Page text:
That day of training has probably saved my riding bacon several times over. Not only from the actual training day, but from the hunger for more. It was also this day that first put the notion into my head to become an instructor though years would pass before that came to fruition.
When we talk about motorcycle training we often think of beginners.
I want to offer something else to think about. It's often the riders who have two or three years of riding under their helmets that are in the most danger. This is just enough time for them to have been exposed to a fair number of real world conditions. We think we've seen it all; that we have it all dialed in, as somebody put it in a comment on a previous post. Complacency can keep us from digging any deeper into training. We may sincerely think we have enough skills to get by so we don't need more. After all, we've done all right so far, haven't we? In some cases we don't know what else is possible. In other words, we don't know what the next level might be. There's another reason we might not train like we should. I'll come back to this one in a bit.
There is always a next level. We never get to a point where we've seen everything. There's always something else out there. A rider should never cease to become a student. I've recycled some photos from an advanced class I really enjoyed teaching last year. These are great examples of seeking a higher level.
These photos are of fellow riding instructors seeking to improve their craft. In the first photo they are in search of the perfect demo ride techniques to better serve our students / customers. In the second is an example of an instructor seeking to master skills on his own bike.
These next photos lead us up to my parting thoughts for this post.
This is a parking lot exit at the south end of a community college in Eugene. As you can see, the slope is quite steep. I watched a guy on a motorcycle trying to deal with stopping on the hill, coping with other traffic, and getting underway. As he was getting underway he dropped his bike. I was watching him as I was approaching the same place myself. This was a very familiar place to me. Pretty much my whole first year of teaching motorcycle classes was spent at this location. I'd mastered stopping on this this hill long ago.
Finding a quick place to park Elvira, ( which is easy on a bike ) I went to help him pick up his bike. He decided to go around the long way rather than tackle this slope again. That was his usual practice. Rather than conquer the situation, he avoided it. This day he had been pressed for time and had taken this route with the hope that he wouldn't actually have to stop.
So here's the moral of the story, as it were.
In my version of gaining skills, Level 2 is a place of discovery. The goal is to discover what we're not particularly good at. Once we find that out we know what we need to conquer to have a complete skill set. We can find this out through our own efforts to practice riding skills. We can also do it through formalized training. I would much prefer that riders make these discoveries by participating in training classes conducted by professionals. Here's why.
Firstly, professionals have the big picture. Training classes are usually designed to cover all aspects of riding. A person on their own may not be aware of what they really need. Professional training provides the 30 thousand foot view. A rider may be at 8 thousand feet and climbing. That's absolutely commendable but the view isn't quite as comprehensive as the higher one will be.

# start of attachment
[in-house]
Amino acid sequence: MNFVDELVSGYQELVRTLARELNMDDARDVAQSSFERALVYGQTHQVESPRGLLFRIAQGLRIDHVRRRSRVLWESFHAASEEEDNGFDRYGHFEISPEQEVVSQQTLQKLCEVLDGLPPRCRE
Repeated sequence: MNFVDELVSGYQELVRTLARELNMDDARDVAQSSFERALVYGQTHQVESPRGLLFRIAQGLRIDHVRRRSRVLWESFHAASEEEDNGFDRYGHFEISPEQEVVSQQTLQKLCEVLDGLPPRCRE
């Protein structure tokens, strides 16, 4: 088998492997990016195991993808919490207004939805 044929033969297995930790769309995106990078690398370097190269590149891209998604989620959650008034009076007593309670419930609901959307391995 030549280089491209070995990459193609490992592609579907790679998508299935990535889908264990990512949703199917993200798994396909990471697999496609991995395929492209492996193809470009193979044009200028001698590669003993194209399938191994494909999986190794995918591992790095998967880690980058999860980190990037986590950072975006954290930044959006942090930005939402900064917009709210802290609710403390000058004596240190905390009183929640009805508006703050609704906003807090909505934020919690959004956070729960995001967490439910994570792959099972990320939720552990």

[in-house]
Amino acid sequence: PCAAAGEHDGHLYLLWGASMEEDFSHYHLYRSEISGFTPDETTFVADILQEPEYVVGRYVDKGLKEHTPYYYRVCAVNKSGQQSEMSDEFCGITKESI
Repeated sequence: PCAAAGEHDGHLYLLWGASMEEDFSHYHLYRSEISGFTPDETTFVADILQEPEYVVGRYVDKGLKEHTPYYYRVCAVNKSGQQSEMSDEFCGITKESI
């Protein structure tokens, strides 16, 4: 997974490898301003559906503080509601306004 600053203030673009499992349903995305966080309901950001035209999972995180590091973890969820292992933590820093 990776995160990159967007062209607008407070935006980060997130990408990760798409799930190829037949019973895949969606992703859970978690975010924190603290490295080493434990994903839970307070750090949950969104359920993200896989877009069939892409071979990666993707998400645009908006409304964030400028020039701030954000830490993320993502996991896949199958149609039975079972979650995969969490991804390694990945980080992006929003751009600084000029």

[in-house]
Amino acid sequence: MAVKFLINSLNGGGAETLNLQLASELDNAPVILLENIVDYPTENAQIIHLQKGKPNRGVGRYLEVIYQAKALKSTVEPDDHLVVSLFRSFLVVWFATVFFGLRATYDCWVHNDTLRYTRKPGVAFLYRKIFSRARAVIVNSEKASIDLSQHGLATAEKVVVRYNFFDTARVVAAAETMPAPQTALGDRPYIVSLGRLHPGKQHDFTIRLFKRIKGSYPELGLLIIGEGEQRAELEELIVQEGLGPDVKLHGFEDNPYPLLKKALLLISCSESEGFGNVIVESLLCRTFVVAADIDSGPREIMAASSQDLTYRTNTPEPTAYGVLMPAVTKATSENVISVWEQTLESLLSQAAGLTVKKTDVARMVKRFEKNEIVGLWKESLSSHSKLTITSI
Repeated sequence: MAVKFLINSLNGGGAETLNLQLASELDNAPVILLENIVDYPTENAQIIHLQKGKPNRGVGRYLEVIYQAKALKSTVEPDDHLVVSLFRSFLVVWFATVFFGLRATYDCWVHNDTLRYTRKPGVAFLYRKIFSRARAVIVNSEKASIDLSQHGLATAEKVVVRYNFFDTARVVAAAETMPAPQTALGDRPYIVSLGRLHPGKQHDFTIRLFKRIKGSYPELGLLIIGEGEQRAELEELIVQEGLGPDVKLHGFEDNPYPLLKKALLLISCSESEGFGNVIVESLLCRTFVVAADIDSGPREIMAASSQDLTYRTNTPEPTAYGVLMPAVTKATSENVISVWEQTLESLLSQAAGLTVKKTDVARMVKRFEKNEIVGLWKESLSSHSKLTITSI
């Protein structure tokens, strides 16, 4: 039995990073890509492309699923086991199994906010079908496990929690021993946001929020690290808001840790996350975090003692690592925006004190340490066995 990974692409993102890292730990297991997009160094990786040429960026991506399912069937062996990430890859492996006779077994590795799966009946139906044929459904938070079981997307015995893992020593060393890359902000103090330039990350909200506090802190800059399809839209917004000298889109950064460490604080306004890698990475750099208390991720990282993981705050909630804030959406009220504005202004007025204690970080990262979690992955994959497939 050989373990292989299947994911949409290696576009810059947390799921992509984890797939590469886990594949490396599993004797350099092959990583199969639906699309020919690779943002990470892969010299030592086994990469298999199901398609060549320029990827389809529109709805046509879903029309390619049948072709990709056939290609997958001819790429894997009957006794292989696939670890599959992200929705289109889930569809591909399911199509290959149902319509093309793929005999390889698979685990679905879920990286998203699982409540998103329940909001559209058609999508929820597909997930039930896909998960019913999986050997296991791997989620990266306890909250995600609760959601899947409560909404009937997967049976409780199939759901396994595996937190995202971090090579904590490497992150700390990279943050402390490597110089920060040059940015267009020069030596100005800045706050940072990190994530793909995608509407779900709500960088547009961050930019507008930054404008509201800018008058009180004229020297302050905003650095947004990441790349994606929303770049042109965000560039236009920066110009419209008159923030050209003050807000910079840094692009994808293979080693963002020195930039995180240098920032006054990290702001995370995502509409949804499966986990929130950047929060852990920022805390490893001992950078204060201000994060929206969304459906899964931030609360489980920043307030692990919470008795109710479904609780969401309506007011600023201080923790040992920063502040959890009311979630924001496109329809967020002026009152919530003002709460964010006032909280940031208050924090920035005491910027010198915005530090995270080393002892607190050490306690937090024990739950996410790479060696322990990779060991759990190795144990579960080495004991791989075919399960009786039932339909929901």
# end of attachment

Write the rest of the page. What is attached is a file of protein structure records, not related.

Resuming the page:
Secondly, there's another factor. We don't always push ourselves in the areas that we should. I've never hit a ball on a golf course ( except mini-golf ) in my life and don't intend to. I do watch people, however. There are a couple of golf courses I ride by regularly. You know what I see the most?
Golfers on driving ranges. Trying to hit the ball as hard and far as possible. I'd venture to say that the majority of golfers concentrate on their long game to the exclusion of their short game. It seems to me that it's in the short game where matches are won or lost, not so much in the long game. Yet people continue to practice what's easy and "showy" rather than the things that come harder.
The same applies to riding a motorcycle in my admittedly not so humble opinion. If something is really hard for a rider or scares them, for that matter, conquering that skill always takes a back burner. I owe that original instructor a lot for goading me into effectively using my front brake. I wouldn't have gone out and conquered that on my own. Possibly to my eternal detriment.
Training teaches us what we need to practice. The question is this:
What will we do once we discover it?
Stay tuned for Level 3.
Miles and smiles,
Friday, April 08, 2011
This is one of those posts where you'll get a break. There are a lot of photos and less words.
I'm working on the Step 2 competency post. In the meantime, I wanted to share some snapshots from a recent trip to Bend. There are motorcycles, sunshine, and snow.
The reason for the trip was to do some "train the trainer" work. Call it a workshop, if you will. During the course of teaching a class several instructors take turns stepping in. The idea is to have discussions among ourselves with the aim of lifting their teaching skills to the next level. There is one instructor who remains with the students for the entire class. This gives them some continuity.